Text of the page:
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Tue, Jul

Biden Can’t Fix Our Immigration System By Banning Asylum

GUEST WORDS

IMMIGRATION WATCH -

[Shutting down the border to asylum seekers is cruel, ineffective, and plainly illegal. We need to put human dignity — and the law — first.] 

President Biden once pledged to adopt more humane immigration policies than his predecessor. 

But in practice, as immigrant rights advocates have documented, his administration has escalated the attack on the legal right of people facing life-threatening conditions to seek safety. Even though this right is guaranteed regardless of how asylum seekers enter the country, he has sought to restrict access to ports of entry.

Under both U.S. and international law, anyone fleeing persecution in another country has a right to request asylum and have their claim assessed. But both the Trump and Biden administrations have dramatically undermined these protections.

Most recently, Biden’s executive order and accompanying federal rule on “Securing the Border” — which effectively closed the U.S.-Mexico border this June — all but suspended the right to asylum altogether.

The new rule bars asylum access for the vast majority of people once the daily average of border crossings reaches 2,500 between ports of entry for seven consecutive days — a completely arbitrary figure with no basis in law.

In addition, while the ban is in effect Customs and Border Protection (CBP) agents will no longer screen arriving asylum seekers at the border to see if they have a reasonable fear of returning to their home countries. Instead, the burden is on individuals and families to “manifest” their fear of persecution to CBP agents, who have a known record of intimidating asylum seekers. And the majority will have to do so without legal assistance.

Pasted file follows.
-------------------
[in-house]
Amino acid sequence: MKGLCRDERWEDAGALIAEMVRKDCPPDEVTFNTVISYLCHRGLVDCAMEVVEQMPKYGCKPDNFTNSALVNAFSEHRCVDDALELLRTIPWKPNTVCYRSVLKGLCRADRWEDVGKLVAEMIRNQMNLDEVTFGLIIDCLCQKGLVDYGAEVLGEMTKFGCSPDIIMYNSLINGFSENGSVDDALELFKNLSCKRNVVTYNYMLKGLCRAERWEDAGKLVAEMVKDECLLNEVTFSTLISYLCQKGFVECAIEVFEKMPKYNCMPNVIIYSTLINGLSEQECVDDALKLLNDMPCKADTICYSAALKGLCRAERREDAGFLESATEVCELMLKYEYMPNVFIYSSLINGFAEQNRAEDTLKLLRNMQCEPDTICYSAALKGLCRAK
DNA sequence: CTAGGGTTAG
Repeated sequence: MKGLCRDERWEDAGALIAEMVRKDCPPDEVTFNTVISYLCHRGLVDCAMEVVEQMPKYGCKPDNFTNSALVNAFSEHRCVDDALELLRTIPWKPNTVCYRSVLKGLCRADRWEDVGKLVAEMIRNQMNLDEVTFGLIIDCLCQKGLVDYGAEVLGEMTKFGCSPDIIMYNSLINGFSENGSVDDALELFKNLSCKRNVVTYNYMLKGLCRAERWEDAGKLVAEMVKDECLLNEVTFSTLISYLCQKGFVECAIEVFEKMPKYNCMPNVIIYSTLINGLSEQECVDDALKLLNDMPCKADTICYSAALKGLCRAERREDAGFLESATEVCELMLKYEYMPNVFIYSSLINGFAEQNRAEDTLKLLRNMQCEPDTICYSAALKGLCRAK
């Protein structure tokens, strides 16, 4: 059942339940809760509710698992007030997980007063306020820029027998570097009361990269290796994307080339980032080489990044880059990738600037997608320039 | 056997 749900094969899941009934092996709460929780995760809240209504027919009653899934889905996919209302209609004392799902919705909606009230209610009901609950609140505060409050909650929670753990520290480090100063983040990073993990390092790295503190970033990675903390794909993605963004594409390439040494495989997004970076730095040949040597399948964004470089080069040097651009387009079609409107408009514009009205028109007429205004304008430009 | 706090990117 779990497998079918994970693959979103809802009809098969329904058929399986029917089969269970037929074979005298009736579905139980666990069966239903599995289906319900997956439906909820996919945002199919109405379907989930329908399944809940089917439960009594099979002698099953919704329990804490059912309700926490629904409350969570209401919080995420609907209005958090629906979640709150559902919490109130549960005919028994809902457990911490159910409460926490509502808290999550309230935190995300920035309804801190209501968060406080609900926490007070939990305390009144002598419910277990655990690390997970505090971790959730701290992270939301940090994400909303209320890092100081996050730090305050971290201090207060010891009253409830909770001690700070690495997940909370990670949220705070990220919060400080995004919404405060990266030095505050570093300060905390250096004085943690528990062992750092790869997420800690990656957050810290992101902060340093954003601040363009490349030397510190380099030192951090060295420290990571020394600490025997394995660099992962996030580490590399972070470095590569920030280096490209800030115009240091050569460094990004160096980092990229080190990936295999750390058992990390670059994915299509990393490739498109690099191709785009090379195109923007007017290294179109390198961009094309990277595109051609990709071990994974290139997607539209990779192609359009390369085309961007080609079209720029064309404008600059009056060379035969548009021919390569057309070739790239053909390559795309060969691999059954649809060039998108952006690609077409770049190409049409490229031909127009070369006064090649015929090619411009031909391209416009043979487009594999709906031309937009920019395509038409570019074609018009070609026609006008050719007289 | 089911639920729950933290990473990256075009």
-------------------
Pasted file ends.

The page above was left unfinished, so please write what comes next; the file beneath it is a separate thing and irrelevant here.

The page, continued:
The executive action relies on a section of the Immigration and Nationality Act that President Trump previously invoked and resembles his unlawful attempts to ban asylum seekers — which the courts repeatedly struck down. The same statute makes it crystal clear that any person arriving on U.S. soil may request asylum regardless of their manner of entry. 

Returning people back to countries where they could face persecution, torture, or other irreparable harm is not only illegal, but cruel and immoral. Nor will it “restore order” at the border. If anything, Biden’s crackdown on asylum will only create more panic and confusion. 

As political and economic conditions continue to deteriorate in Haiti, Venezuela, and throughout Central America, more and more people are being displaced. Biden’s order essentially forces asylum seekers to wait in Mexico, where they are exploited by cartels and other criminals, or else deports them back to places where they’ll face harm.

Like previous presidents, Biden has ignored the root causes of forced displacement. 

We must begin by re-examining U.S. policies toward our neighbors in Latin America and the Caribbean. Our trade policies and sanctions (like those against Venezuela) have devastated local economies. And many have fled the violence and repression of U.S.-backed authoritarian governments across the region.

Fully “shutting down” the border would be physically impossible. Efforts to do so have merely produced a costly, militarized border security and detention apparatus that punishes people for requesting asylum — and has a vested interest in never fixing our broken immigration system.

Instead, we need a just and humane approach grounded in law and the inherent dignity of all people. 

Common sense measures should include improving the arrival process at ports of entry, ensuring that asylum applications are reviewed promptly and fairly, hiring more asylum officers and properly staffing immigration courts to address backlogs, providing access to legal counsel, and establishing more legal pathways to citizenship.

Seeking asylum from persecution is a fundamental human right that transcends borders and partisan politics. America has a long tradition of providing a safe haven for the persecuted. We must not lose sight of this value in our immigration policies. 

(Farrah Hassen, J.D., is a writer, policy analyst, and adjunct professor in the Department of Political Science at Cal Poly Pomona. This op-ed was distributed by OtherWords.org.)